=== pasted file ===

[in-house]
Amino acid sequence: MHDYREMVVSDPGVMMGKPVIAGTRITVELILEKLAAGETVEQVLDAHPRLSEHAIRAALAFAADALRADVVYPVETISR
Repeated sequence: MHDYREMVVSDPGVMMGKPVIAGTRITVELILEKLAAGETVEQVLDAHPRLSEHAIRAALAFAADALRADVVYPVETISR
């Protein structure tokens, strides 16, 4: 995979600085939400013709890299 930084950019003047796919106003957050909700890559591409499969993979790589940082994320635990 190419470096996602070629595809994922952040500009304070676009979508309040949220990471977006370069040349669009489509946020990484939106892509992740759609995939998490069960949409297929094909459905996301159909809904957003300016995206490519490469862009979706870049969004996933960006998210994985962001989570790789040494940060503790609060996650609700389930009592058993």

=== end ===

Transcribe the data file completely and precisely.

[in-house]
Amino acid sequence: MHDYREMVVSDPGVMMGKPVIAGTRITVELILEKLAAGETVEQVLDAHPRLSEHAIRAALAFAADALRADVVYPVETISR
Repeated sequence: MHDYREMVVSDPGVMMGKPVIAGTRITVELILEKLAAGETVEQVLDAHPRLSEHAIRAALAFAADALRADVVYPVETISR
């Protein structure tokens, strides 16, 4: 995979600085939400013709890299 930084950019003047796919106003957050909700890559591409499969993979790589940082994320635990 190419470096996602070629595809994922952040500009304070676009979508309040949220990471977006370069040349669009489509946020990484939106892509992740759609995939998490069960949409297929094909459905996301159909809904957003300016995206490519490469862009979706870049969004996933960006998210994985962001989570790789040494940060503790609060996650609700389930009592058993």